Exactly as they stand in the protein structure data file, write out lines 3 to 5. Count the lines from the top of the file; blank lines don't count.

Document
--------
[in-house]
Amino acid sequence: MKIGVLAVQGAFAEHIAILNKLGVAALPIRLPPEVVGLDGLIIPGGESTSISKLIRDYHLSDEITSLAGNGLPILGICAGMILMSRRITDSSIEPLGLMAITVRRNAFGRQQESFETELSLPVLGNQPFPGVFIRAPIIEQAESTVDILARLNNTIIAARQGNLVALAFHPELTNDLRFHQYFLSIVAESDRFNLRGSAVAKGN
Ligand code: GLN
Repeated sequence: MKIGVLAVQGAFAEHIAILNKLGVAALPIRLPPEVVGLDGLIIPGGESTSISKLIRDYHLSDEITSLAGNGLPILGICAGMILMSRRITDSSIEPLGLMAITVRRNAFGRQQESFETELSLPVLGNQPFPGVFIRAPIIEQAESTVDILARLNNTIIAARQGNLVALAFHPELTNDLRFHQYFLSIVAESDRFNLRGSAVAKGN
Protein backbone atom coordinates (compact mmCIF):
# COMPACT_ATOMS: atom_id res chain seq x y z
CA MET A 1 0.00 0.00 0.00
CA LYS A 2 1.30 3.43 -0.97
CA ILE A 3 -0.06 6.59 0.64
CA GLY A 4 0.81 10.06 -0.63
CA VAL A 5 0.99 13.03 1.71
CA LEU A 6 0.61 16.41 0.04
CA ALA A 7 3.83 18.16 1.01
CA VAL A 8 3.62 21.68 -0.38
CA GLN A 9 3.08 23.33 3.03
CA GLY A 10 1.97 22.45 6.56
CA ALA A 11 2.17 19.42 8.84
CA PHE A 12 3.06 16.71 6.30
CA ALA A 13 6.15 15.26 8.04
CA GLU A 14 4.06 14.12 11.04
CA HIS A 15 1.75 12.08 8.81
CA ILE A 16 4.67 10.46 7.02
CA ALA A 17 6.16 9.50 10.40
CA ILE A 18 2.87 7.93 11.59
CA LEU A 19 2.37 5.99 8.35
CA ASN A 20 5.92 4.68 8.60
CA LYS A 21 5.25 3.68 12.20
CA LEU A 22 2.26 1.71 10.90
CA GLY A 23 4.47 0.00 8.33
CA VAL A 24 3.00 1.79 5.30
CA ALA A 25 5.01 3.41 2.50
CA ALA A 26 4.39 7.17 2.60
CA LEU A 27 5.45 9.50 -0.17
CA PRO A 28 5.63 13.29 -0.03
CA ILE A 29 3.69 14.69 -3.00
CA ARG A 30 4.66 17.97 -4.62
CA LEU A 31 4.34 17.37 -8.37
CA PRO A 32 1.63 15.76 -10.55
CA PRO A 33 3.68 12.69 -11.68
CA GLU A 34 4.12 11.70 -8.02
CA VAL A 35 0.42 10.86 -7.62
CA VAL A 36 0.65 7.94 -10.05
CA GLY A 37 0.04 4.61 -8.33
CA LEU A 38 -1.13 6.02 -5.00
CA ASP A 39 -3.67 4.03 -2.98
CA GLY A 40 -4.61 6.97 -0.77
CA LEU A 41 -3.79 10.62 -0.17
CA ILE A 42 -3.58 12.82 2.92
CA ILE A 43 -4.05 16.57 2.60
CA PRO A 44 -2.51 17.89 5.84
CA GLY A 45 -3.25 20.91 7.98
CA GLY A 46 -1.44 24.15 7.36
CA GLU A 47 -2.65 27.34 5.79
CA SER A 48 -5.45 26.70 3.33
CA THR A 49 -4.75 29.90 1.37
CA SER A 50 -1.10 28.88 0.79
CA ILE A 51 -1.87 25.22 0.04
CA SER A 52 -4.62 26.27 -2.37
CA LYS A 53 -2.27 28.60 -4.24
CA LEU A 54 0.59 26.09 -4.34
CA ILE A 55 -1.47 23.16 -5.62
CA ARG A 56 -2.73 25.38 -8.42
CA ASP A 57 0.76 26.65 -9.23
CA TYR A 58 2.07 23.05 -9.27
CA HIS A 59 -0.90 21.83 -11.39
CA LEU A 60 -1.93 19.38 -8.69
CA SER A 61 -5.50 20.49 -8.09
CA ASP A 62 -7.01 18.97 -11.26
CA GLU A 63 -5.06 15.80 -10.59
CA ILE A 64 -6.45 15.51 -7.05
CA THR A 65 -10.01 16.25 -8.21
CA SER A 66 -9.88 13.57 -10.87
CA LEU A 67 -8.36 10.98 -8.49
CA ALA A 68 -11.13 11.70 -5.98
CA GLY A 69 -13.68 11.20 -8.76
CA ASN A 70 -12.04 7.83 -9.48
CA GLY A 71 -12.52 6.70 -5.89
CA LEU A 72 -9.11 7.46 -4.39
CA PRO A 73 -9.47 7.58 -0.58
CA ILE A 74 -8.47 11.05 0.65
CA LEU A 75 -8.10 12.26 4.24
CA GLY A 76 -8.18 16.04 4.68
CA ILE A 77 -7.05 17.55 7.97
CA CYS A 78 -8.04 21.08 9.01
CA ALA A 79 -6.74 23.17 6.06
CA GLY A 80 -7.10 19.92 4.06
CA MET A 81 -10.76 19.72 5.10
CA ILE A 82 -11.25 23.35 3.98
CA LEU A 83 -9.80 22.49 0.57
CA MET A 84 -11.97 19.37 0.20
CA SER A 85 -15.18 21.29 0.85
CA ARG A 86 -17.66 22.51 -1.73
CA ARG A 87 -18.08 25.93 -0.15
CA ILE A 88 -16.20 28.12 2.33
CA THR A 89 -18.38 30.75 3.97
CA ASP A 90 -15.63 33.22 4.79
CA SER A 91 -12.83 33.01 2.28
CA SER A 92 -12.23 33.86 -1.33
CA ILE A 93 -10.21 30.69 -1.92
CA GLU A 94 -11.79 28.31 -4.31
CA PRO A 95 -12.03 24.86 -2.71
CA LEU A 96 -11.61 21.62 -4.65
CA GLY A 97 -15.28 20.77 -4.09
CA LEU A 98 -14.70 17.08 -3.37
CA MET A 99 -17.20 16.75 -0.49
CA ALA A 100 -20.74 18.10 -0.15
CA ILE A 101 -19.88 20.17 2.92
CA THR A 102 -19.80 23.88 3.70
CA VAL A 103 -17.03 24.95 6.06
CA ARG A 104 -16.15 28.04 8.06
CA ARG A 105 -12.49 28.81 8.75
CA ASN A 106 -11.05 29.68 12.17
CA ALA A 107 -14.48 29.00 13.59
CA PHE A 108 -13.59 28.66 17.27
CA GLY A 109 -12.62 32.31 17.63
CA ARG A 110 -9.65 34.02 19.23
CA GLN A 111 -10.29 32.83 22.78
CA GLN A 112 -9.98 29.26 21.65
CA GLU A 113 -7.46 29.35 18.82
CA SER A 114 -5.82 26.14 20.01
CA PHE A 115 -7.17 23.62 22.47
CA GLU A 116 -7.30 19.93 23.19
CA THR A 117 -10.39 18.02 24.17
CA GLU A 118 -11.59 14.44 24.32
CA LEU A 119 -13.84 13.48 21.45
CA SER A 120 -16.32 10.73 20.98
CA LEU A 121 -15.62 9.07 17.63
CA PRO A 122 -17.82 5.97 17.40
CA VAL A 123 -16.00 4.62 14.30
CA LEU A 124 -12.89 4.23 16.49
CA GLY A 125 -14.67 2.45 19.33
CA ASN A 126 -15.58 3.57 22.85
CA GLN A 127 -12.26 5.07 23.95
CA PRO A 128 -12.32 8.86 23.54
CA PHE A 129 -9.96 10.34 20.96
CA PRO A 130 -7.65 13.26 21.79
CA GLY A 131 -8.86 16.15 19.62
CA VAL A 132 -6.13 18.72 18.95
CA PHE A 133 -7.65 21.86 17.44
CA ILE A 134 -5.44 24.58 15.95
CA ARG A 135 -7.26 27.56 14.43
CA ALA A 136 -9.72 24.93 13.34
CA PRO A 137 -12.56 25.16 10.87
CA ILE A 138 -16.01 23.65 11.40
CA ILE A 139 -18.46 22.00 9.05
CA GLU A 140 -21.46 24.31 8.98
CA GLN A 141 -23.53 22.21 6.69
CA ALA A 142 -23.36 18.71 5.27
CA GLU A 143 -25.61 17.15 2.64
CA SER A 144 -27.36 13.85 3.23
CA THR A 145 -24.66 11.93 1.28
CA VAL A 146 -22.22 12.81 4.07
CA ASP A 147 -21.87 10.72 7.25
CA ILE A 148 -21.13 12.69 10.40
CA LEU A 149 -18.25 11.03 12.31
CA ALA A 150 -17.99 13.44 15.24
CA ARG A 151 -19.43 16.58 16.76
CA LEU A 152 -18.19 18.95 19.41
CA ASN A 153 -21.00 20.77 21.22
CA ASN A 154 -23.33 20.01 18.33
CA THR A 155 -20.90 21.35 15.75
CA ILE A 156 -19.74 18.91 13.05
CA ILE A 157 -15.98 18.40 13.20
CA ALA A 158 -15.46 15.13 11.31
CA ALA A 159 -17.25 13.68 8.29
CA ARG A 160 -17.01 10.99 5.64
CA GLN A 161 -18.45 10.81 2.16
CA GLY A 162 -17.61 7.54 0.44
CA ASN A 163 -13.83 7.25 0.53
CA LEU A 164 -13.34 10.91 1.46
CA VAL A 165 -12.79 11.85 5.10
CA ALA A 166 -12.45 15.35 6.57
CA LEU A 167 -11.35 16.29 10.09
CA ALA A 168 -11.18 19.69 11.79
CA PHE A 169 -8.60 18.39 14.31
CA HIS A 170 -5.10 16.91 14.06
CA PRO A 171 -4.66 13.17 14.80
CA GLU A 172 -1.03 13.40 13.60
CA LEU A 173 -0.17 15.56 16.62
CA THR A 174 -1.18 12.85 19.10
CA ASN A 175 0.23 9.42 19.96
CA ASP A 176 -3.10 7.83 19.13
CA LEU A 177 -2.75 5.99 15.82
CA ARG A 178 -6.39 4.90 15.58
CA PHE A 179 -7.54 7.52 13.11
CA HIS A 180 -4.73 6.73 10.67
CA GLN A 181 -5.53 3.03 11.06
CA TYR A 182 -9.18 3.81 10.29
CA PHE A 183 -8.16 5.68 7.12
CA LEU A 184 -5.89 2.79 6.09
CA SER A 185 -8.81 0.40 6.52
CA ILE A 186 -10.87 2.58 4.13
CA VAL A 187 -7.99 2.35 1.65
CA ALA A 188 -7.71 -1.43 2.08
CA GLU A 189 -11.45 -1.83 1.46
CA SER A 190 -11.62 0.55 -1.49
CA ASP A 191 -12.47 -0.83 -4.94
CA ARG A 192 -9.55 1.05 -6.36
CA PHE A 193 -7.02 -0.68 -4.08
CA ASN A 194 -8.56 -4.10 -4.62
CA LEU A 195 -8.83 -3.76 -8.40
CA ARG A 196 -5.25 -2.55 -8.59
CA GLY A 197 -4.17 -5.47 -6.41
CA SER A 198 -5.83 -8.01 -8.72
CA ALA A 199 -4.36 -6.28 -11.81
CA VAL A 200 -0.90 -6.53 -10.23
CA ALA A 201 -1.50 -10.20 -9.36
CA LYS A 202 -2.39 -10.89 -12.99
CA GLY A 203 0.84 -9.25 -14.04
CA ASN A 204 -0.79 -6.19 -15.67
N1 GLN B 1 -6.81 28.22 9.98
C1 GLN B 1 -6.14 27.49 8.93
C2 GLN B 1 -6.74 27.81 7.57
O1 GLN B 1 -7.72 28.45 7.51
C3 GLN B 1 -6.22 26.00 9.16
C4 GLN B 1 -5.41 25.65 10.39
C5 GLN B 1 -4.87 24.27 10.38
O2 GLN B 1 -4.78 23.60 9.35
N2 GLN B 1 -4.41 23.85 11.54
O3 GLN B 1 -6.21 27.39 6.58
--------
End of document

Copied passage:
Ligand code: GLN
Repeated sequence: MKIGVLAVQGAFAEHIAILNKLGVAALPIRLPPEVVGLDGLIIPGGESTSISKLIRDYHLSDEITSLAGNGLPILGICAGMILMSRRITDSSIEPLGLMAITVRRNAFGRQQESFETELSLPVLGNQPFPGVFIRAPIIEQAESTVDILARLNNTIIAARQGNLVALAFHPELTNDLRFHQYFLSIVAESDRFNLRGSAVAKGN
Protein backbone atom coordinates (compact mmCIF):